Road safety advocate Peter Frazer ensures Sarah's rule becomes law

Following a year long trial, Sarah's Rule will become law in NSW.

The rule mandates drivers to slow down and move over at a car crash, when an emergency service vehicle has lights flashing or if someone has broken down. If in an 80km/hr zone or below, drivers must reduce their speed to 40 or face a fine.

The hand of the government was forced into action following the death of 23-year-old Blue Mountains woman, Sarah Frazer in 2012 and the road safety campaign mounted by her father Peter Frazer afterwards.

Ms Frazer's car broke down on the way to university. Along with an NRMA tow truck driver Geoff Clark who had come to her aid, she was killed in the emergency breakdown lane on the Hume Freeway near Mittagong.

A life cut short: 23-year-old Sarah Frazer died when hit by a truck in a highway breakdown lane The Frazer family has campaigned tirelessly on road safety since.

A life cut short: 23-year-old Sarah Frazer died when hit by a truck in a highway breakdown lane The Frazer family has campaigned tirelessly on road safety since.

From September 26 there will be a permanent expectation that drivers will be forced to slow down when passing vehicles that have broken down or face a fine.

Road safety campaigner Peter Frazer. Photo: Jamila Toderas.

Road safety campaigner Peter Frazer. Photo: Jamila Toderas.

Roads Minister Andrew Constance said they had adapted the trial, so drivers in a 100 km zone did not have to reduce their speed to 40 but instead cut their speed to "safe and reasonable" while moving over.

"Anyone travelling in an 80 km speed zone will be required to drop their speed to 40 kms, if they are passing a highway patrol or emergency services vehicle, a tow truck or a roadside assistance vehicle," Mr Constance said.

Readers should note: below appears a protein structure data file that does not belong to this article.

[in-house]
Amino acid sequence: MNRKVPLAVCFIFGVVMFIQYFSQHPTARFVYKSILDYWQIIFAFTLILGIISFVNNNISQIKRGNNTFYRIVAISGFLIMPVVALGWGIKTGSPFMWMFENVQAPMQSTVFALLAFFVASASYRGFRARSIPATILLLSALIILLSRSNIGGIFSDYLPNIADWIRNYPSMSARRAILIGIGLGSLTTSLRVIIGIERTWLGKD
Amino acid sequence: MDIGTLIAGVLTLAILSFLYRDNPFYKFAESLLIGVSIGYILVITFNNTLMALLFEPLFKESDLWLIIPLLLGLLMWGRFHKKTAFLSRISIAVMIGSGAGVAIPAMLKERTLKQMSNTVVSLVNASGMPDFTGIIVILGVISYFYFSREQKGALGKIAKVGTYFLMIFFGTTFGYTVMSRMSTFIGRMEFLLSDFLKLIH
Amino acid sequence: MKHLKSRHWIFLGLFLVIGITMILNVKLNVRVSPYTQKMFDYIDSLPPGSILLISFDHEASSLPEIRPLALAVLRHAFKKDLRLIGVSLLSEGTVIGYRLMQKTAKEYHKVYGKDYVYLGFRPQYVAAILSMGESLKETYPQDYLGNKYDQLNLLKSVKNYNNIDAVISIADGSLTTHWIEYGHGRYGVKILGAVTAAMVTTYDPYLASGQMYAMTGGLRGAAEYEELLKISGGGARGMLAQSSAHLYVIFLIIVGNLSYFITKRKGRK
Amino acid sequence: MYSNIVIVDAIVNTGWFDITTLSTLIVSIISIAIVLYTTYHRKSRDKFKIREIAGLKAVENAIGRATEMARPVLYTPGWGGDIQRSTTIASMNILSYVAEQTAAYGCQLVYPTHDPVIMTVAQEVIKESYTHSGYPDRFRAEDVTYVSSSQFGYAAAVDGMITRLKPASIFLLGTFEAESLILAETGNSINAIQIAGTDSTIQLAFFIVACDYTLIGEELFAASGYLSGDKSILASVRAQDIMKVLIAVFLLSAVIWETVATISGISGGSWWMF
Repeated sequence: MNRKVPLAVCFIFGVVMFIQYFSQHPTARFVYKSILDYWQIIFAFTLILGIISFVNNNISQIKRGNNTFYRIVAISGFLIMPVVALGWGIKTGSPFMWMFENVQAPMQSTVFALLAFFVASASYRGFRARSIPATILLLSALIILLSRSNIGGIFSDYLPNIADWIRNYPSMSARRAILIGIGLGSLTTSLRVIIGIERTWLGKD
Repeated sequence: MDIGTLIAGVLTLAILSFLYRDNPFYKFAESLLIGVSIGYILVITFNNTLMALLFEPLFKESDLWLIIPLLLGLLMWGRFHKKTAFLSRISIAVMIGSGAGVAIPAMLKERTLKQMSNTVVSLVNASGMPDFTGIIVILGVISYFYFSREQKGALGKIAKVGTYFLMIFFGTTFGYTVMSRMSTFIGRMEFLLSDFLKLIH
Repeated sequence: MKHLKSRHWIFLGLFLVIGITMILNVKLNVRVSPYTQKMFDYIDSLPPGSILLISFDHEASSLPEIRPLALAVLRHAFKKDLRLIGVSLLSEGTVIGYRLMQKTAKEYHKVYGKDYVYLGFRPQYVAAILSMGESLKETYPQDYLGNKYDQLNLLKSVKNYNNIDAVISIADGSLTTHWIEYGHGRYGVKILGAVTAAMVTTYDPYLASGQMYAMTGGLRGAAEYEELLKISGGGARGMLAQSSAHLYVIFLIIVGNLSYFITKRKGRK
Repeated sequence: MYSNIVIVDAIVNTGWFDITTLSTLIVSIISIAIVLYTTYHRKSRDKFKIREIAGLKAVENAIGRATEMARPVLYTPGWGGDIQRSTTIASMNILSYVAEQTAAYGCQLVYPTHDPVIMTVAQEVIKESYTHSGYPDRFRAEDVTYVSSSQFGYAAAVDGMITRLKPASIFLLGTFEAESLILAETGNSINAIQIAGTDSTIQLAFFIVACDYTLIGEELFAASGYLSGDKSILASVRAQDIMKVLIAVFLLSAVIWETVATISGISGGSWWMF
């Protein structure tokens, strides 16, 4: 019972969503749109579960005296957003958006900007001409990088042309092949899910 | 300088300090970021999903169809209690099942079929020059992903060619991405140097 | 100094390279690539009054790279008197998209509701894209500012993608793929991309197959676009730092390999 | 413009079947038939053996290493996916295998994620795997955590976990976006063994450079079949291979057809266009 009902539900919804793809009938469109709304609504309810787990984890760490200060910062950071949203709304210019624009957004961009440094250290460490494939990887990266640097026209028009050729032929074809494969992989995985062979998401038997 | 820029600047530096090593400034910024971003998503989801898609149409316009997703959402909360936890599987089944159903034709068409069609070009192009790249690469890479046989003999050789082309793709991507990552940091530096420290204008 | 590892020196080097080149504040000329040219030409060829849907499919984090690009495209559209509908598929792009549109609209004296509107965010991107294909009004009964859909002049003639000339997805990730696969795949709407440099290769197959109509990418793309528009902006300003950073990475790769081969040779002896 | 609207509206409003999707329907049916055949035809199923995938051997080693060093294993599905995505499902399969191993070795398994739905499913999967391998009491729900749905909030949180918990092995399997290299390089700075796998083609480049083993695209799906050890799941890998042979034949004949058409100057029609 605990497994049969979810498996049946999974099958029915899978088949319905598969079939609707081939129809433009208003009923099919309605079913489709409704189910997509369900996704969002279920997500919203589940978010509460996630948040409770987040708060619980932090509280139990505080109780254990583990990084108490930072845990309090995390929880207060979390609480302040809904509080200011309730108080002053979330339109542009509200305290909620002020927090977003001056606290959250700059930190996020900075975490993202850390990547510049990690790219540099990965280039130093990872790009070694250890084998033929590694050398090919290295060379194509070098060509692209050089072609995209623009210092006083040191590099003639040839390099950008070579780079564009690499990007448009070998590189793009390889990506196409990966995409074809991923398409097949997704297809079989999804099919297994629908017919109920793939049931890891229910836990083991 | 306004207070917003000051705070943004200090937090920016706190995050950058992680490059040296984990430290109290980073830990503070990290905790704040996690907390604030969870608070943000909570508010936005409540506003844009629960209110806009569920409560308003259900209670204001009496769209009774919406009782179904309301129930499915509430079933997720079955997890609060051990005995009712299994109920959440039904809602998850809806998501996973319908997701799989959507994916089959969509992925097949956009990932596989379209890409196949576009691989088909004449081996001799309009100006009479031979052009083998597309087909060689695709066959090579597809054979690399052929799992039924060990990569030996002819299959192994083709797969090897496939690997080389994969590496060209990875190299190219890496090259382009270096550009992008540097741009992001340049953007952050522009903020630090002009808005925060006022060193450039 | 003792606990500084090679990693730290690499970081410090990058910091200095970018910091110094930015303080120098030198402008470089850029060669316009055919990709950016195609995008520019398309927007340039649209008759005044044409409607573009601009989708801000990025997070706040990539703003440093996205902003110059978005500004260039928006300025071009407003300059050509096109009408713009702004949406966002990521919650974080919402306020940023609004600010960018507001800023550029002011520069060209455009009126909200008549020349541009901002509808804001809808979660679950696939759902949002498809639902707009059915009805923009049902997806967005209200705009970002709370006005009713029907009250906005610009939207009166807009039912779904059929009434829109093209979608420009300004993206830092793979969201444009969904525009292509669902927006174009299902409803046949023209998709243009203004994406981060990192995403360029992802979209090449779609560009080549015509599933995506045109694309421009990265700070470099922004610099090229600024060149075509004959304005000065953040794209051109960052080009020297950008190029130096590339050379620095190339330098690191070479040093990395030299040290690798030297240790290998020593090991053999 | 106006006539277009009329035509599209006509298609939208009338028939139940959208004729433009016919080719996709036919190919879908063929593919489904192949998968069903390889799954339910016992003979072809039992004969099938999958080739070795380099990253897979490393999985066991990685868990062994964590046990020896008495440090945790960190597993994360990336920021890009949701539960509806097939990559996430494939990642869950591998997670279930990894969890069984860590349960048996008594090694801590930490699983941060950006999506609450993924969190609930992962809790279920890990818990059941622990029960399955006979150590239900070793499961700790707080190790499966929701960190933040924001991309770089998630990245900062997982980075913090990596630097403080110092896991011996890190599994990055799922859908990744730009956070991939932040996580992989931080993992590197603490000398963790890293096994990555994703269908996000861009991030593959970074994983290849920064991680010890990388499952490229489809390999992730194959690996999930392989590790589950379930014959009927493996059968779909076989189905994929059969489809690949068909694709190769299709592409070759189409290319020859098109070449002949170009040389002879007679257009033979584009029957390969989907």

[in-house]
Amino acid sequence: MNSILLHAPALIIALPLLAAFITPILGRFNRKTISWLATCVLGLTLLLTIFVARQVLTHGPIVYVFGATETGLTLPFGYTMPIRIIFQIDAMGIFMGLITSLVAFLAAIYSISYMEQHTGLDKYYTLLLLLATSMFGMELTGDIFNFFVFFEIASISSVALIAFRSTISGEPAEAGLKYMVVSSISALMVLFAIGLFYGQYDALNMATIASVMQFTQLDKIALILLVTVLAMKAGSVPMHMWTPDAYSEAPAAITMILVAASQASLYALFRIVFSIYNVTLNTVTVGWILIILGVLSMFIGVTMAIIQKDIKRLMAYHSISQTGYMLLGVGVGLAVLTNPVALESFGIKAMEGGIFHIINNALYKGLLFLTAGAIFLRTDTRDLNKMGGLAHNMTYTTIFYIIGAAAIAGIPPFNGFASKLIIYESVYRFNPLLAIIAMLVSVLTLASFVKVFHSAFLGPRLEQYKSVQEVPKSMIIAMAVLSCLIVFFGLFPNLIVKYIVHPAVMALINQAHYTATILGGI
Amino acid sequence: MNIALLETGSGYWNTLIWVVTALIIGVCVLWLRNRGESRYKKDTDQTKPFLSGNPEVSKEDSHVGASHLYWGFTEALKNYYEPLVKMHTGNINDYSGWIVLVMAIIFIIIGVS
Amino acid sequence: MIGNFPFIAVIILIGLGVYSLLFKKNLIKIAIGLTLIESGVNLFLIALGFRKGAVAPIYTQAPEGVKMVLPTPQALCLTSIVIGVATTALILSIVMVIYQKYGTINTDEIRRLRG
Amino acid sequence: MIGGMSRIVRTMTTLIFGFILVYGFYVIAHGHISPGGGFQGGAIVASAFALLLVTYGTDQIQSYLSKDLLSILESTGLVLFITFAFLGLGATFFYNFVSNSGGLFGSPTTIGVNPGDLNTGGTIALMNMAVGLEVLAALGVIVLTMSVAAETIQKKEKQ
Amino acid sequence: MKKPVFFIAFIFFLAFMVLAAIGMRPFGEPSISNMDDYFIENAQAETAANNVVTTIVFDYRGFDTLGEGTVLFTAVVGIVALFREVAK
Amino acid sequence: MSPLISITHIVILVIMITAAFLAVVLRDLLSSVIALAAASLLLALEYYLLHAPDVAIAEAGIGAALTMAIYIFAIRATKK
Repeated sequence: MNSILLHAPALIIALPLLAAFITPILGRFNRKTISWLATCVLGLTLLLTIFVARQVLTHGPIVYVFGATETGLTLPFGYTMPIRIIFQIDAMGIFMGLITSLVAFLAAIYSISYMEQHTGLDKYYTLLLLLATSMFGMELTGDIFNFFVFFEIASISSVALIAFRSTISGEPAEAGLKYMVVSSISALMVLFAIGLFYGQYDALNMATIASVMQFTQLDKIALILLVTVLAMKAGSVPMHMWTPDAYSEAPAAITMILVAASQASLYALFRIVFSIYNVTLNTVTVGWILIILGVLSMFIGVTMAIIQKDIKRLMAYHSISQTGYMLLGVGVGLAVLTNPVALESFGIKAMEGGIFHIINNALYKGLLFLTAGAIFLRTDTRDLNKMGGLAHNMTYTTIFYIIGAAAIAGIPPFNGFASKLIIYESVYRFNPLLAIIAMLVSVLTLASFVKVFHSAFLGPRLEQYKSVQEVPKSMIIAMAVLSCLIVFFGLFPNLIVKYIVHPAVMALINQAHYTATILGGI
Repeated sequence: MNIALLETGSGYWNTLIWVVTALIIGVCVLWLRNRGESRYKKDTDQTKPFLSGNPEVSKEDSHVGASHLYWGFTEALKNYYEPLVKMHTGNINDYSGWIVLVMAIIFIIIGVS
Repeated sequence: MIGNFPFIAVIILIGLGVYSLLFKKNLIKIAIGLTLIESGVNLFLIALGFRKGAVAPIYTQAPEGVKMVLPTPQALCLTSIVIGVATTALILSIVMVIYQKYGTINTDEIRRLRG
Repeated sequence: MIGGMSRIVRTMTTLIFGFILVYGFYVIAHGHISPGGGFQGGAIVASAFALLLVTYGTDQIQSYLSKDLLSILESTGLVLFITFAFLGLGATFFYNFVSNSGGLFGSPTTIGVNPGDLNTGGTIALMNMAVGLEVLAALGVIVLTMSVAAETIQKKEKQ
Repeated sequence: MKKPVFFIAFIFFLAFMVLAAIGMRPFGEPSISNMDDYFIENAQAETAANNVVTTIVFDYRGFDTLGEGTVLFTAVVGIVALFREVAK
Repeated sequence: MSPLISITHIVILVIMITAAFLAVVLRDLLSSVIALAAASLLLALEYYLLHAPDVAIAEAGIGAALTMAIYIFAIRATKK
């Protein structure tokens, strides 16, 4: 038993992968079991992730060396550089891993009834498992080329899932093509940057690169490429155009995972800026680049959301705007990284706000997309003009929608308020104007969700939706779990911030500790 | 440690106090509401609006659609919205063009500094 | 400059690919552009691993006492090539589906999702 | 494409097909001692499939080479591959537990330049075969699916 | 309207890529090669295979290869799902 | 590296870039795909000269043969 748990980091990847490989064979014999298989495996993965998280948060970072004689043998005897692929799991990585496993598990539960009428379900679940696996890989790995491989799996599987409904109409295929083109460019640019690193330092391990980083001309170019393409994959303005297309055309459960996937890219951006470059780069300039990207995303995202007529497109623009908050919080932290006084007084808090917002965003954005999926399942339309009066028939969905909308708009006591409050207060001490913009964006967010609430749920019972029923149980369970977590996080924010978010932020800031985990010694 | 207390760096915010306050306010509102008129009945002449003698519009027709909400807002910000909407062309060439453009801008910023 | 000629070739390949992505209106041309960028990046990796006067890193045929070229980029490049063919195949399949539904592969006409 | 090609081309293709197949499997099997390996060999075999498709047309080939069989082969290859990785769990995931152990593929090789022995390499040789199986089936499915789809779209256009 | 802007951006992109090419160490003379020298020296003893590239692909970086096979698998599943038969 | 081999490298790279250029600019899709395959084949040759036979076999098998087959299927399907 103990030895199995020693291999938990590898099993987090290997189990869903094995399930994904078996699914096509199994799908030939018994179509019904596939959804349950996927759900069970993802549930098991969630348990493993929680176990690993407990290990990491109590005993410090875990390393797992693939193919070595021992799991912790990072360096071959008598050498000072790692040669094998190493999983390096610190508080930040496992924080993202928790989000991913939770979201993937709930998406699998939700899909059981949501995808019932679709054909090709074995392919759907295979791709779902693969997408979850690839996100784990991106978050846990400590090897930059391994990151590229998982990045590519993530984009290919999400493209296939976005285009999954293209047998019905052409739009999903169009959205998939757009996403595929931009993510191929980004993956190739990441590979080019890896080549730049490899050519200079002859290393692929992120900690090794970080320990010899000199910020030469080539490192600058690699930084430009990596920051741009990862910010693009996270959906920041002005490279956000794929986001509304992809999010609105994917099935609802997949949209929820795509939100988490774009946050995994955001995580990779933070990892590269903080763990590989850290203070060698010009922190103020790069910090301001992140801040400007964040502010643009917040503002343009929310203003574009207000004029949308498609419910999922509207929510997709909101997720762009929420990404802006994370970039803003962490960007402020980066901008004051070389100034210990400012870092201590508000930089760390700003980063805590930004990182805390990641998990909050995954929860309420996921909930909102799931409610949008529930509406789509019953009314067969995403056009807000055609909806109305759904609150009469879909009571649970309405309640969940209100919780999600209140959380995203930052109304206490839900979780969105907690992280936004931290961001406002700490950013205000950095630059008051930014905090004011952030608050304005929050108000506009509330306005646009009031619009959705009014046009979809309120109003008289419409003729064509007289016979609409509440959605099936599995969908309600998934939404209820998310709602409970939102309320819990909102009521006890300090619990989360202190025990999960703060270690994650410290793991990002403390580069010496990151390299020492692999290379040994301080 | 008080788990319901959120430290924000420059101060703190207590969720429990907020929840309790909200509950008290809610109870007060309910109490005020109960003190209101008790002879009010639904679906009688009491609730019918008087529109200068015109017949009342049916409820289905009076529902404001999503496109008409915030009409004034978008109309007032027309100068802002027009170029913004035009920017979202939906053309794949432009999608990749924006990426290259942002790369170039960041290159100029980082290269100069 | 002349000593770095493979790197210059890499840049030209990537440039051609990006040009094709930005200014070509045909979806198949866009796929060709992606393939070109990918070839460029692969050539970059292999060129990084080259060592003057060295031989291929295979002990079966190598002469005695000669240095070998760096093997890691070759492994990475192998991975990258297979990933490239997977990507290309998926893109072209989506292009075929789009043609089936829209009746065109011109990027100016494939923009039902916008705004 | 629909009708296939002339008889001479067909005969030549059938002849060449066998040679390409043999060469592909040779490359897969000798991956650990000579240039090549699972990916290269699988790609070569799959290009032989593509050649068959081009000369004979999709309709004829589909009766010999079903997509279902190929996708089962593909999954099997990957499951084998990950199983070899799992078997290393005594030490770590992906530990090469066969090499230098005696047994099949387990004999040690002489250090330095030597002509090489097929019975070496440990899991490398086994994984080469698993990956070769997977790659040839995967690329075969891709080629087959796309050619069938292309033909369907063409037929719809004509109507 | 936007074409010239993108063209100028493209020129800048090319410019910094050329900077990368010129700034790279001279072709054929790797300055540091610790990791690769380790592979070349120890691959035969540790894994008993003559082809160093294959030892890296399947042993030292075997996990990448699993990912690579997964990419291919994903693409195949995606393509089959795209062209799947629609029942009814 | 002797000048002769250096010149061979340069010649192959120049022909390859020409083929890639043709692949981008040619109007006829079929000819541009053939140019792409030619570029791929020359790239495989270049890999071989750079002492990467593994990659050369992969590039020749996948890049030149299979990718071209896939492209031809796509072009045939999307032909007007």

"For those high speed limit areas we are going to require drivers to slow down and move over ... it is very hard to slow down to 40 km an hour, particularly in the regions."

Sarah's father Peter Frazer said he was "pleased" by the the government's decision.

"The NSW government has chosen to protect, not only our police and emergency services, but our roadside assistance personnel and tow truck drivers," Mr Frazer, president of SARAH (Safer Australian Roads and Highways) said.

"This amended rule recognises that as all lives are precious, all those in harm's way have a right to get home safe... everyday... no exceptions."

Mr Frazer said in his daughter's case, the breakdown lane was not built to the three metre Australian standard and while the tow-truck driver was hooking up her car, a passing truck side-swiped the broken-down car killing both instantly. The driver was given an 18-month jail sentence.

Mr Frazer gathered 23,000 signatures in a petition to bring in the slow down, move over rule and to fix roads to agreed Austroads standards.

"No one slowed down to give these vulnerable road users the space they needed ... I know this because Sarah had left me a voicemail saying cars and trucks were passing her at high speed just centimetres from her vehicle.

"When you see flashing lights on the road ahead, commit to drive so others survive. Everyone's got a right to get home safely," Mr Frazer said.

Mr Constance said some 85 per cent of accidents on NSW roads in the last five years have happened in 80km (or lower) zones.

Mr Frazer said he was now determined to see the rule rolled out in its entirety nationally.